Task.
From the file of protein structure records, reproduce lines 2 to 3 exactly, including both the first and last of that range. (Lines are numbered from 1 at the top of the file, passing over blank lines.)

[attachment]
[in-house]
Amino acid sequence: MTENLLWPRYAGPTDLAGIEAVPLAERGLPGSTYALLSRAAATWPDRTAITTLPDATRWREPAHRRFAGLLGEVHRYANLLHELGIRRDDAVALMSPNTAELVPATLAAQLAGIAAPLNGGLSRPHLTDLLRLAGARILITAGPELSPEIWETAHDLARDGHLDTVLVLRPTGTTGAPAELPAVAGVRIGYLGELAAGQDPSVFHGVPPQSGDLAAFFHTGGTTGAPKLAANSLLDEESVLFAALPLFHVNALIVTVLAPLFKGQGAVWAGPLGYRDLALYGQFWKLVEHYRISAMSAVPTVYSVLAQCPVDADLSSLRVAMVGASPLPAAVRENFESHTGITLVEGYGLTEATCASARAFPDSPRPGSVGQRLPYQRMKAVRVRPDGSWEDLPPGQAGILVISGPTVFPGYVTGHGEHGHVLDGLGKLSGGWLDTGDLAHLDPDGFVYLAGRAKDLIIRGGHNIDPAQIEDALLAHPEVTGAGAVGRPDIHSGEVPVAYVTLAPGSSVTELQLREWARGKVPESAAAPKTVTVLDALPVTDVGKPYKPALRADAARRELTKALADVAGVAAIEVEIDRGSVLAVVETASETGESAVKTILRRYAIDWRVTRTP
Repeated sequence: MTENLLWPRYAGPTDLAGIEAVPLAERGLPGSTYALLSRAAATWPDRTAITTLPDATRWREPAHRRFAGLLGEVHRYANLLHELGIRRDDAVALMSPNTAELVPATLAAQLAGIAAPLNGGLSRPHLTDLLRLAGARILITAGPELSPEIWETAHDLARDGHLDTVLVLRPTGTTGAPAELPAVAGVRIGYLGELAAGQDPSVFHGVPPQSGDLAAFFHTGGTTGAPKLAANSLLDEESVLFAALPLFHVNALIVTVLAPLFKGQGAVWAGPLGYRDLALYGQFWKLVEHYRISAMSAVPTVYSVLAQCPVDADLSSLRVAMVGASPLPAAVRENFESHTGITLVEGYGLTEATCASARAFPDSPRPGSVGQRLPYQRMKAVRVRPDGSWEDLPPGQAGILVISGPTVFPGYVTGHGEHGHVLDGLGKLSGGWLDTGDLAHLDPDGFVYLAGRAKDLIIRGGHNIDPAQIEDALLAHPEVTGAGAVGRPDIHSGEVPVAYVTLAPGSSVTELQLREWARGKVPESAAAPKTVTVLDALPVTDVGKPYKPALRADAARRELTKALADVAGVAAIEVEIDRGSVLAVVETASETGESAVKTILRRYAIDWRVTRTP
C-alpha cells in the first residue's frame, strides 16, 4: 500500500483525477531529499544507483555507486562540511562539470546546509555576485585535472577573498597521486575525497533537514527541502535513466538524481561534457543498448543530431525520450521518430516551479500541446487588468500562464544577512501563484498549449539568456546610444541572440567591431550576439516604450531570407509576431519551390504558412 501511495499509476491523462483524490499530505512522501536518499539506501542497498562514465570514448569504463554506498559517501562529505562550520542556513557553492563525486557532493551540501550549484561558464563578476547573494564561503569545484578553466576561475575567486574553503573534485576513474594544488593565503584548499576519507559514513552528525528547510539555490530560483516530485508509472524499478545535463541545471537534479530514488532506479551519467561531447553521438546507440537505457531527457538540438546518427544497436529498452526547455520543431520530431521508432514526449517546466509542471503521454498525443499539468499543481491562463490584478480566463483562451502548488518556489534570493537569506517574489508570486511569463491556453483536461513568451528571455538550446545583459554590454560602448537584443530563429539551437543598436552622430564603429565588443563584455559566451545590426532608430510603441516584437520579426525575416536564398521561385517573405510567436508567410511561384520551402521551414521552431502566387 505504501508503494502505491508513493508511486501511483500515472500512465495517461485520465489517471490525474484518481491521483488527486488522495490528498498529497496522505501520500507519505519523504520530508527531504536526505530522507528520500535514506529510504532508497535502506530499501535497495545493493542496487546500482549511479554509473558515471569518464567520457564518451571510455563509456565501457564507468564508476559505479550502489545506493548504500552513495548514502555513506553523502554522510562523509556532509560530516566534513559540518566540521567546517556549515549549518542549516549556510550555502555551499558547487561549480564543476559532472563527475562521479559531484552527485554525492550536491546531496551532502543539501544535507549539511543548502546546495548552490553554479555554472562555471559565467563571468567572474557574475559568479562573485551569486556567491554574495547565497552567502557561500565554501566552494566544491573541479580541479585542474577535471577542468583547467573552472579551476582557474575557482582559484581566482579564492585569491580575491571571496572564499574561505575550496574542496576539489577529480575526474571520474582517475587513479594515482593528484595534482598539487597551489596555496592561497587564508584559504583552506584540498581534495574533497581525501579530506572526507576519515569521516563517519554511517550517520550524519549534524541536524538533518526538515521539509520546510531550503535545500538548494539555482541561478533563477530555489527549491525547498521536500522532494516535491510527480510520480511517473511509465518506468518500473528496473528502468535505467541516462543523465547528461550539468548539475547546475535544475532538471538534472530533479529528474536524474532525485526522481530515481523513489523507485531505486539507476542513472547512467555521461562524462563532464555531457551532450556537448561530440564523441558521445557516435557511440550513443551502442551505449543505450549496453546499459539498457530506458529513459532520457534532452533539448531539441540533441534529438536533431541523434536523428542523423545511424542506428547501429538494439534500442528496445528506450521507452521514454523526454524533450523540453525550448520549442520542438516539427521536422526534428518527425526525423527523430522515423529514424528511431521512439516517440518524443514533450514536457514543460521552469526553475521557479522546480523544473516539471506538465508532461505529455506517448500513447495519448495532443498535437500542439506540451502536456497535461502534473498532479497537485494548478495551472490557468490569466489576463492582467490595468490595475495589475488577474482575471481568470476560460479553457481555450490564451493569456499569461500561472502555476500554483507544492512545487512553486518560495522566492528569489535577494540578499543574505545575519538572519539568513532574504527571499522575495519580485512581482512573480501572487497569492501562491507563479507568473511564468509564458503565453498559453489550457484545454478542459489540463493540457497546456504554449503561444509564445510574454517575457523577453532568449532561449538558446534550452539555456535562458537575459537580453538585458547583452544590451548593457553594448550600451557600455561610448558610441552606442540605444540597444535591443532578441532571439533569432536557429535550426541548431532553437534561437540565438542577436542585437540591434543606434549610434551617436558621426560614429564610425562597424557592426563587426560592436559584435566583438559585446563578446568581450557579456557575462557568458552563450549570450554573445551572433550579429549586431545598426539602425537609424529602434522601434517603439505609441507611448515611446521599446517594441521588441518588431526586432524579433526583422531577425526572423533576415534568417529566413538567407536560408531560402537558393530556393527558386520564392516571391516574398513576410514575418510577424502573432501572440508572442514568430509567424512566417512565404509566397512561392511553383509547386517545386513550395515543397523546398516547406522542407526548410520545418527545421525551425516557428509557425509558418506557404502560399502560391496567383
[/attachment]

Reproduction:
Amino acid sequence: MTENLLWPRYAGPTDLAGIEAVPLAERGLPGSTYALLSRAAATWPDRTAITTLPDATRWREPAHRRFAGLLGEVHRYANLLHELGIRRDDAVALMSPNTAELVPATLAAQLAGIAAPLNGGLSRPHLTDLLRLAGARILITAGPELSPEIWETAHDLARDGHLDTVLVLRPTGTTGAPAELPAVAGVRIGYLGELAAGQDPSVFHGVPPQSGDLAAFFHTGGTTGAPKLAANSLLDEESVLFAALPLFHVNALIVTVLAPLFKGQGAVWAGPLGYRDLALYGQFWKLVEHYRISAMSAVPTVYSVLAQCPVDADLSSLRVAMVGASPLPAAVRENFESHTGITLVEGYGLTEATCASARAFPDSPRPGSVGQRLPYQRMKAVRVRPDGSWEDLPPGQAGILVISGPTVFPGYVTGHGEHGHVLDGLGKLSGGWLDTGDLAHLDPDGFVYLAGRAKDLIIRGGHNIDPAQIEDALLAHPEVTGAGAVGRPDIHSGEVPVAYVTLAPGSSVTELQLREWARGKVPESAAAPKTVTVLDALPVTDVGKPYKPALRADAARRELTKALADVAGVAAIEVEIDRGSVLAVVETASETGESAVKTILRRYAIDWRVTRTP
Repeated sequence: MTENLLWPRYAGPTDLAGIEAVPLAERGLPGSTYALLSRAAATWPDRTAITTLPDATRWREPAHRRFAGLLGEVHRYANLLHELGIRRDDAVALMSPNTAELVPATLAAQLAGIAAPLNGGLSRPHLTDLLRLAGARILITAGPELSPEIWETAHDLARDGHLDTVLVLRPTGTTGAPAELPAVAGVRIGYLGELAAGQDPSVFHGVPPQSGDLAAFFHTGGTTGAPKLAANSLLDEESVLFAALPLFHVNALIVTVLAPLFKGQGAVWAGPLGYRDLALYGQFWKLVEHYRISAMSAVPTVYSVLAQCPVDADLSSLRVAMVGASPLPAAVRENFESHTGITLVEGYGLTEATCASARAFPDSPRPGSVGQRLPYQRMKAVRVRPDGSWEDLPPGQAGILVISGPTVFPGYVTGHGEHGHVLDGLGKLSGGWLDTGDLAHLDPDGFVYLAGRAKDLIIRGGHNIDPAQIEDALLAHPEVTGAGAVGRPDIHSGEVPVAYVTLAPGSSVTELQLREWARGKVPESAAAPKTVTVLDALPVTDVGKPYKPALRADAARRELTKALADVAGVAAIEVEIDRGSVLAVVETASETGESAVKTILRRYAIDWRVTRTP